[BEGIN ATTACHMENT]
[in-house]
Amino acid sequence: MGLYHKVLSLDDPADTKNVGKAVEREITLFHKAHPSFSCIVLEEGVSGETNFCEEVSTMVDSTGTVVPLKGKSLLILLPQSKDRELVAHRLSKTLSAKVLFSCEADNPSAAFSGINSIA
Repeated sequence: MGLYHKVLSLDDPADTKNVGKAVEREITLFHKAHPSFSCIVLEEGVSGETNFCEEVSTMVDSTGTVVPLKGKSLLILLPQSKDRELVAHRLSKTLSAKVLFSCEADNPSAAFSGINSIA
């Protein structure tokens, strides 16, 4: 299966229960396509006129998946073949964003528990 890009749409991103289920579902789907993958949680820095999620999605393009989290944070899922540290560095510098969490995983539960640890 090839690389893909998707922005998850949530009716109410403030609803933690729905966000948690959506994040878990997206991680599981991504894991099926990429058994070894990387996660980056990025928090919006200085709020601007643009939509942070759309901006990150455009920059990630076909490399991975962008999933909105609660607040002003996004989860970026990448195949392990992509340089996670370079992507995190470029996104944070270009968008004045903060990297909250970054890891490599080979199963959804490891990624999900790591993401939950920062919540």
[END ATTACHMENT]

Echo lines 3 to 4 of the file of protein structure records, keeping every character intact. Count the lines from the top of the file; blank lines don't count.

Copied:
Repeated sequence: MGLYHKVLSLDDPADTKNVGKAVEREITLFHKAHPSFSCIVLEEGVSGETNFCEEVSTMVDSTGTVVPLKGKSLLILLPQSKDRELVAHRLSKTLSAKVLFSCEADNPSAAFSGINSIA
């Protein structure tokens, strides 16, 4: 299966229960396509006129998946073949964003528990 890009749409991103289920579902789907993958949680820095999620999605393009989290944070899922540290560095510098969490995983539960640890 090839690389893909998707922005998850949530009716109410403030609803933690729905966000948690959506994040878990997206991680599981991504894991099926990429058994070894990387996660980056990025928090919006200085709020601007643009939509942070759309901006990150455009920059990630076909490399991975962008999933909105609660607040002003996004989860970026990448195949392990992509340089996670370079992507995190470029996104944070270009968008004045903060990297909250970054890891490599080979199963959804490891990624999900790591993401939950920062919540």